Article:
Is it ok to be an LPN instead of an RN when working in a hospital???


Hello everyone,

I am following a voice in my heart to pursue nursing. I am a mother of three, and I am going to start as a psw/cna, and work my way up from there. I am a little unsure if I should work my way up to RN or finish at LPN. I would like to work at a hospital pref. in Labour and delivery, post partum, emerg or pediatrics; and I have heard of LPN/RPNs working in all those positions. I would like to be dealing with the patient closely, as I love helping people, and I heard that RNs tend to do alot of managerial work, not as closely with the patient, which is not what I'm really looking for.

As you can see I am very unsure of what Rns and Lpns do, so I would like some insight from you brave and wonderful nurses out there, into if it is possible for LPNs/Rpns to work in the areas I listed above, and if it is direct patient care

Thanks so much guys:sleep: :)


3,445 Posts

Specializes in ICU / PCU / Telemetry. Has 11 years experience.

Depends on the type of hospital you are trying to get into. My hospital is a teaching hospital and only a handful of them are LPNs. They are actually being phased out in favor of bachelor-degreed RNs. I say go for your RN license. Not all RNs are managerial ... they do have more clinical responsibility than LPNs .... and they make at least $15K-$20K more per year.

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JustBeachyNurse, LPN

1 Article; 13,952 Posts

Specializes in Complex pedi to LTC/SA & now a manager. Has 13 years experience.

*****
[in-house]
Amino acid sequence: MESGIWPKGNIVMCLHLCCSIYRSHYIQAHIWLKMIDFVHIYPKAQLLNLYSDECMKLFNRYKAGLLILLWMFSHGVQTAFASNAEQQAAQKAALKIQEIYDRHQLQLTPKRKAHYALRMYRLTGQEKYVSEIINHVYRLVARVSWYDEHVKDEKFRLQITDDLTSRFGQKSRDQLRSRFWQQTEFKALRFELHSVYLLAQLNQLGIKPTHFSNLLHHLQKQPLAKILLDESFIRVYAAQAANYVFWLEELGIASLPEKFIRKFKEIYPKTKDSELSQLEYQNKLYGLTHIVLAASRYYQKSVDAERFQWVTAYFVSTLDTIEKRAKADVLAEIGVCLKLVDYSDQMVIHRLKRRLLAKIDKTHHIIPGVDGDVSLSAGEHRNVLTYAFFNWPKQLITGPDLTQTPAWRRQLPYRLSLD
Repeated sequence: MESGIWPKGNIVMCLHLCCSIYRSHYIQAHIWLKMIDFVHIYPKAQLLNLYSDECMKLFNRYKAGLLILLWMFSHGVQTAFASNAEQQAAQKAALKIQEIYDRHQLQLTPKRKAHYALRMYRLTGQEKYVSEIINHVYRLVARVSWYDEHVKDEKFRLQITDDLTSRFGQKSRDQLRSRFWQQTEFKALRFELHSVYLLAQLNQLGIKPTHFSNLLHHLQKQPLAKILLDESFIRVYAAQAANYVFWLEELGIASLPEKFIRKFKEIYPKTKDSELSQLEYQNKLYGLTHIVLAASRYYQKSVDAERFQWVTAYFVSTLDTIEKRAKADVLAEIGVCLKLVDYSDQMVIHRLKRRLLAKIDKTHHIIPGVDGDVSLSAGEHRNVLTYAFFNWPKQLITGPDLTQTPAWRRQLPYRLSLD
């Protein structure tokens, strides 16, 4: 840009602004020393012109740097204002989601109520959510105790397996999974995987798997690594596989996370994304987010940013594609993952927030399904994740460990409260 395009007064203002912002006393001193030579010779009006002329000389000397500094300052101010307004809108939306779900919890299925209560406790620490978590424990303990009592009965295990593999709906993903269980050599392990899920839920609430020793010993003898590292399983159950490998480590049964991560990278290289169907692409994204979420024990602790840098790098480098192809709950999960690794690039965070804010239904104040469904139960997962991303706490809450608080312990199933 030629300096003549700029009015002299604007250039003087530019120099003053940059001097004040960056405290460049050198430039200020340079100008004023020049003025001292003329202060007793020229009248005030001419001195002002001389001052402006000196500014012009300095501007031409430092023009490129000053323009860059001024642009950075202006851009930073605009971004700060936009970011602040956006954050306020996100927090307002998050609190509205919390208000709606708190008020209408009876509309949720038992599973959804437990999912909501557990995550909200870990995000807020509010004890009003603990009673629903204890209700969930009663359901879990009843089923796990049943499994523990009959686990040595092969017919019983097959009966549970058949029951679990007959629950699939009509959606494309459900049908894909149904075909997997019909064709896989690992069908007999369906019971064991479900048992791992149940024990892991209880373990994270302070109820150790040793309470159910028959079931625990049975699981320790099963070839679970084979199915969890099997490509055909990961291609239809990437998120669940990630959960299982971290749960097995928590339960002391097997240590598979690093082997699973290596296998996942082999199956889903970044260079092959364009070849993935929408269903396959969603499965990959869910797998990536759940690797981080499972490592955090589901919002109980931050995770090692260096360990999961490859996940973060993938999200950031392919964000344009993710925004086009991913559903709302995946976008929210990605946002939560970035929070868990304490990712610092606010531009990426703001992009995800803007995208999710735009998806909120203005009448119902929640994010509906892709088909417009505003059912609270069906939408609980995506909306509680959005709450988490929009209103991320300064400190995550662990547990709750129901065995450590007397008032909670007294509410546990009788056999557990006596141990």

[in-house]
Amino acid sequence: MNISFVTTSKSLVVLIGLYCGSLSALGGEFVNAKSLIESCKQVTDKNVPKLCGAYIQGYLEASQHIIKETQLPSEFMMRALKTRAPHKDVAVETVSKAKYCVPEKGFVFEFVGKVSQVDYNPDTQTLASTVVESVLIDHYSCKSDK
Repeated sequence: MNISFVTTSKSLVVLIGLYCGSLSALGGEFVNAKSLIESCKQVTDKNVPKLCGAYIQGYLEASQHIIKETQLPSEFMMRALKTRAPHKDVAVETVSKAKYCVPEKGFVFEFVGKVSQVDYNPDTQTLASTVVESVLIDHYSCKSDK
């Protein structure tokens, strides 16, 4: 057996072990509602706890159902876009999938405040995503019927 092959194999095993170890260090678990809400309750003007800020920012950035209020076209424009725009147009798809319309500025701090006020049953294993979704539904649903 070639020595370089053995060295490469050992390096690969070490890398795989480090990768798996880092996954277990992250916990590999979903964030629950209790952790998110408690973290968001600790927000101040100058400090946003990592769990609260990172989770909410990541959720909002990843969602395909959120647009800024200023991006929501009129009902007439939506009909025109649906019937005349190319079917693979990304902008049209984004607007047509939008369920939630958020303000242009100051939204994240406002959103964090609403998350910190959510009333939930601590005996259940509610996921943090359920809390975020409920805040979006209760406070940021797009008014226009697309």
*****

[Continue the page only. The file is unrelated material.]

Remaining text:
Are you in Canada? Your terminology looks like you are not US based. In Canada LPN/RPN attend a 2 year college based program. RNs attend a 4 year BSN program at University.

Specializes in NICU. Has 9 years experience.

What province are you located in? This will make a difference. It really depends on your level of comittment, if you are able to invest 4 years into university then I suggest going straight for your RN. There are many more job oppourtunities and less limitations when it comes to your career. I am located in Ontario and I am an RPN. We are in most areas of the hospital, and at my hospital I work to my full scope. There are only 3 tasks that separate my work from the RNs work. However, in my hospital system we do not have RPNs in L&D and very few in pediatrics. It is mostly an RN world in those areas. Many hospitals in Ontario even severely limit the scope of RPNs so they arent even allowed to hang IV meds (a friend at another hospital is not, while I am allowed). Also, the job market is not the greatest right now and it will be tough to find any job...let alone in a specialized area. There is little chance of getting right into L&D/Peds/ER right out of school unless you do a final placement there (if you become an RN). You really have to just take what you can get at this point.

I would also recommend taking the RPN to see if you like nursing, I am heading back to school for my degree but I am already an RPN with experience working in an area I like. If you feel you like where you're at as an RPN then stay there. If not then decide from there.

Also it isn't true that RNs only do management type work. Yes, most managers/charge nurses are RNs....but MOST RNs are bedside nurses.

Good luck

loriangel14, RN

6,931 Posts

Specializes in Acute Care, Rehab, Palliative.

I agree. It depends on where you work. I am working in a small hospital and RPNs work on L&D and the ER but not in pediatrics.I went through to be an RPN because I needed a part time program so i could keep working.I enjoy being an RPN and have no plans to continue.